With this first column of the year, I have decided to devote a number of my columns this year to making the case for the Torah.
If I may be personal for a moment, I will admit that, like most people, as I get older, the fact of mortality begins to play a more conscious role in my life. So, when I think about what I would like most to leave behind, in addition to good children and the good opinion of those who knew me, it is the case for America’s unique values (the American Trinity, as I call it — Liberty, In God We Trust, and E Pluribus Unum) and the case for the Torah and its unique values. I fear that both Americans and Jews have largely forgotten what world-changing values they have brought into the world.
The greatest Jewish contributions have been God and the Torah. But most Jews do not know why God and the Torah are so important, and many Jews think neither is important at all.
We Jews are a messenger who forgot his message. The message is to bring the world to the universal God of that Torah, the God of morality, the God of the Ten Commandments, and to the moral values of that Torah. (This does not mean converting people to Judaism, though Jews should be very open to converts. Rather, it means converting people to a system of moral and other values that is rooted in monotheism as laid out in the Torah.)
Why have Jews lost their sense of being a messenger?
I think there are four primary reasons, both external and internal.
1. Once the Roman Empire became Christian, Jews and Judaism were essentially declared enemies of the state. It is very hard to advocate a message when you are fighting for your life.
2. Jews, therefore, became preoccupied with survival. When a man is drowning, his one concern is not drowning. Nothing else occupies his mind. Unfortunately, Jewish preoccupation with survival continues to the present day, even where, as in America and Israel, Jews are free to advocate the Torah’s values.
3. Jews and Judaism became increasingly insular as much of Jewish law became preoccupied with having Jews avoid interactions with non-Jews (nonkosher wine is an example).
4. Halachah, Jewish law, became so all-encompassing that it became an end unto itself; indeed, it became the very purpose of a Jewish life. As a result, the religious Jew came to be defined quantitatively — i.e., by how many ritual laws he observed. The more laws a Jew observed, the more “religious,” the more authentically Jewish, he was and is perceived to be.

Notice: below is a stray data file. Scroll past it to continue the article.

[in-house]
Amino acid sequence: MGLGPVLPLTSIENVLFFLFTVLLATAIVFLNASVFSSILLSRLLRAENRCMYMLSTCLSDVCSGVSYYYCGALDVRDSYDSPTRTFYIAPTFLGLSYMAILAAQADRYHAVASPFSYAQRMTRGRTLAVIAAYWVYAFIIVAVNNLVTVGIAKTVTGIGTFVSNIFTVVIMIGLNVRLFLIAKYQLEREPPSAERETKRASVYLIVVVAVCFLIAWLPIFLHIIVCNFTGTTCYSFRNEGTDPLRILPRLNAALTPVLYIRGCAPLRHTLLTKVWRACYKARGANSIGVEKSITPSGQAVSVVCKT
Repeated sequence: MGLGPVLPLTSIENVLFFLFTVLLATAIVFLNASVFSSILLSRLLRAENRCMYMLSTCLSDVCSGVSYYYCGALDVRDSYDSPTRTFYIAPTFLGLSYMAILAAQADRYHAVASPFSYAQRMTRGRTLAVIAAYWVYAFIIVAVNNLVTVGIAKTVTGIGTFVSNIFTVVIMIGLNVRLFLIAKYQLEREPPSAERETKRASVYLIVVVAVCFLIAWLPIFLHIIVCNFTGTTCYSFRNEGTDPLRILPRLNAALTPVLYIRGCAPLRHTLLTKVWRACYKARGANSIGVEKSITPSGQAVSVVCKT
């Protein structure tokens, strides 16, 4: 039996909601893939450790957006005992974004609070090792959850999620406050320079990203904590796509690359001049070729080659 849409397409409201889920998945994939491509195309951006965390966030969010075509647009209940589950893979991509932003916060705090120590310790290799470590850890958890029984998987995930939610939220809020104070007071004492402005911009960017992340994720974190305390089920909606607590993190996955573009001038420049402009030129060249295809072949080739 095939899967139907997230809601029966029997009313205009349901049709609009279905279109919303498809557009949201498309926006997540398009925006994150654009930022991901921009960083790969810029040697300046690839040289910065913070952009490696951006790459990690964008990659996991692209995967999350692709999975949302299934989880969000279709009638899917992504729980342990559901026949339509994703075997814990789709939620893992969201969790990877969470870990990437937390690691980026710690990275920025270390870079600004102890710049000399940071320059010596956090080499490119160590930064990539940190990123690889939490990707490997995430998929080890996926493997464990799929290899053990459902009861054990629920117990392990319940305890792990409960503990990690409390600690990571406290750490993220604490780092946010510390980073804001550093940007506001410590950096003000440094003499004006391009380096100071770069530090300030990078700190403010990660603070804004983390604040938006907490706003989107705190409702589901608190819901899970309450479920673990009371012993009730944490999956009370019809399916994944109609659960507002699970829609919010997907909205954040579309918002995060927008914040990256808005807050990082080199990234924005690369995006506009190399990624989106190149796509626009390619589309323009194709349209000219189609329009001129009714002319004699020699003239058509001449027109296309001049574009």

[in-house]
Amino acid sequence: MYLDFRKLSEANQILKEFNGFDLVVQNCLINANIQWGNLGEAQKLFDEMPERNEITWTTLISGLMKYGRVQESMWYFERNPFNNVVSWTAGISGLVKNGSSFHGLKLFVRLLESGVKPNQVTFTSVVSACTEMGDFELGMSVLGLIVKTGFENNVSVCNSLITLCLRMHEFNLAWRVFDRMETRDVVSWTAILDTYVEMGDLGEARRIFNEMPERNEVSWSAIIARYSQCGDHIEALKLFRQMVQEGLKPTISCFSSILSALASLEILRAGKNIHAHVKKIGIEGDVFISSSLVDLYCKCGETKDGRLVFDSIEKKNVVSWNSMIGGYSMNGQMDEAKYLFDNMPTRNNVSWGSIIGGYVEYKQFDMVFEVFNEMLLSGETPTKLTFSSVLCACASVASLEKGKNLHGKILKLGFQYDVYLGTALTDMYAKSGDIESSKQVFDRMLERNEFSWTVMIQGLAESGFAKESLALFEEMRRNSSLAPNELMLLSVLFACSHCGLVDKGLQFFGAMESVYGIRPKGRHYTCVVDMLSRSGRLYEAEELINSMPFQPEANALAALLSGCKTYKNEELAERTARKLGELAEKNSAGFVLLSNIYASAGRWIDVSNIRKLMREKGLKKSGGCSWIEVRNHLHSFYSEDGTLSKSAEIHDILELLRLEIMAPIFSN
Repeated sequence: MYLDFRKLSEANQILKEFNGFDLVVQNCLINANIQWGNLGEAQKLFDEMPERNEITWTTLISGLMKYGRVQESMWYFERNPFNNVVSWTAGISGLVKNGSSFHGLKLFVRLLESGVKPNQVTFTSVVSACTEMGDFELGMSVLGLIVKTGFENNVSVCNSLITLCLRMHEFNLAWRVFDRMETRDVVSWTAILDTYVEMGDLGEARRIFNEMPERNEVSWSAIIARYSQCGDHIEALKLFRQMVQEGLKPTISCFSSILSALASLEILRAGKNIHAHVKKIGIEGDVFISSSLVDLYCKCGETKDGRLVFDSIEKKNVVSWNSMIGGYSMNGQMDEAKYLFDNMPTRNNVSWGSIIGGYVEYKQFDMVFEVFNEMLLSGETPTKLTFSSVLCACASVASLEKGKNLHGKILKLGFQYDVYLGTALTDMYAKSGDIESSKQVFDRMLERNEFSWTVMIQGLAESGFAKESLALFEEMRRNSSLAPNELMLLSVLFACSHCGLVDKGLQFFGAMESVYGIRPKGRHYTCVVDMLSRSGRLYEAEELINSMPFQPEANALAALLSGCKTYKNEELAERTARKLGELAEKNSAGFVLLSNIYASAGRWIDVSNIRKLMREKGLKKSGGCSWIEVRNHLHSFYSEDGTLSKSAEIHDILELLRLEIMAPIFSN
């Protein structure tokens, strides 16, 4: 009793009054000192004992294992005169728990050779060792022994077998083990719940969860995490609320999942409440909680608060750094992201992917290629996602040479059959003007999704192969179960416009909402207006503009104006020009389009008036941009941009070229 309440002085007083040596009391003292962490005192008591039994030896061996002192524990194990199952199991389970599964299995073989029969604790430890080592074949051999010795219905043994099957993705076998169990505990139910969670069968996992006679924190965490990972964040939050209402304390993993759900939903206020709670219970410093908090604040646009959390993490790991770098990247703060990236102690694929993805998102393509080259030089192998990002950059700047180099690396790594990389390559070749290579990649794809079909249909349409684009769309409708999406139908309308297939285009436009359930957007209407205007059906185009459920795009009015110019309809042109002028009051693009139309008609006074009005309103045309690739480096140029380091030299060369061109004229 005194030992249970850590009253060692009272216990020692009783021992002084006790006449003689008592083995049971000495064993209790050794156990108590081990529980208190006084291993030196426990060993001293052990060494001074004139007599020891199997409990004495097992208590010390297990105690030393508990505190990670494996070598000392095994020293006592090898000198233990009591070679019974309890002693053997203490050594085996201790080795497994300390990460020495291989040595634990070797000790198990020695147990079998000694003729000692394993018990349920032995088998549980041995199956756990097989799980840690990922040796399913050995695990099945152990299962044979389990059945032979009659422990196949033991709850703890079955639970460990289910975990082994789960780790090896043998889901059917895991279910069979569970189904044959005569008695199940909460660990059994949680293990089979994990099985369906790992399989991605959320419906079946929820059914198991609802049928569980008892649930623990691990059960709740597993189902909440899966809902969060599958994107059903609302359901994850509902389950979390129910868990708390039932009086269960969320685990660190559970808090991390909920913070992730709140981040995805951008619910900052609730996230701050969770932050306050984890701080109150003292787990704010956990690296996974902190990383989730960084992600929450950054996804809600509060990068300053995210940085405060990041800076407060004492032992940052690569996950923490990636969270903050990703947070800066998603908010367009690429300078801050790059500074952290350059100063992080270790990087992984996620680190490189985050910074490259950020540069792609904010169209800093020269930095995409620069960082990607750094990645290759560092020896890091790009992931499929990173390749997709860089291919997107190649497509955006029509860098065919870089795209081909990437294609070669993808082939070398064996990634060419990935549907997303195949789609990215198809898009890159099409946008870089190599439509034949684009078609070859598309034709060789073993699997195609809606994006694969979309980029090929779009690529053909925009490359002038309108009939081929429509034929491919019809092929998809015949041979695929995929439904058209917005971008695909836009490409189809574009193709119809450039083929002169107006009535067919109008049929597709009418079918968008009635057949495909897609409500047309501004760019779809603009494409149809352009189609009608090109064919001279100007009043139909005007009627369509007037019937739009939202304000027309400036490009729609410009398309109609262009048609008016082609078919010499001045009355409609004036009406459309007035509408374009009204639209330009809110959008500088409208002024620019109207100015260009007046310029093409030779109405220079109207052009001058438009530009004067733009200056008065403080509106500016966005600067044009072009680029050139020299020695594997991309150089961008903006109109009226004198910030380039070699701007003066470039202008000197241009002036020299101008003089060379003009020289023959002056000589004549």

What, specifically, are Jews supposed to be advocating?
The answers lie primarily in those five books known as the Torah and, secondarily, in the rest of the Jewish Bible.
But there are two huge challenges to accomplishing this.
The first is the one I have just noted: You have to first believe that you have a mission in order to embark on it.
The other is even more daunting. Even if Jews were to be convinced that they have to teach the Torah’s values to the world, too few would know what to teach.
Here’s a possible way to test this thesis: If you or your rabbi were given an hour a week for 52 weeks to teach the Torah on YouTube to a mixed audience of millions of Jews and non-Jews, what would you teach them that would make them and their societies better? The question is not what would you teach them in order for them to have a more scholarly understanding of biblical text, but what distinctive values of the Torah would you teach them that could impact their moral behavior and values?
It is my belief that the Torah is the most important and influential book ever written, that it is God-given, and that properly understood, it provides the finest recipe for a good life and a much better world. But — and this is a big and necessary “but” — properly understood, it would also involve rejecting many of the dominant values and beliefs of our time.
One final point: Some years ago, I had an epiphany. I realized that I wasn’t using almost all the technology I purchased to its fullest capability, because I never read the instruction manuals. In a lifetime of photography, for example, I had rarely looked at the instruction manual that came with the camera or with a flash attachment. Over time, through trial and error and suggestions from others, I took some nice pictures, but I wasn’t nearly the photographer I wanted to be or could be. And the reason was that I didn’t know much of what my camera or flash was capable.
There is an analogy to life here. If we need an instruction manual to use our cameras properly, why would we not need an instruction manual to know how to lead a life properly? Sure, through trial and error, and through others giving us suggestions, some can get through life without necessarily doing any real harm and even doing some good. But we fool ourselves and do not improve the world if we think we can do it consistently and well without an instruction manual.
And the greatest instruction manual is the Torah. I intend to show why that is so.
Dennis Prager is a nationally syndicated radio talk-show host, columnist, author and public speaker. He can be heard in Los Angeles on KRLA (AM 870) weekdays 9 a.m. to noon. His Web site is dennisprager.com.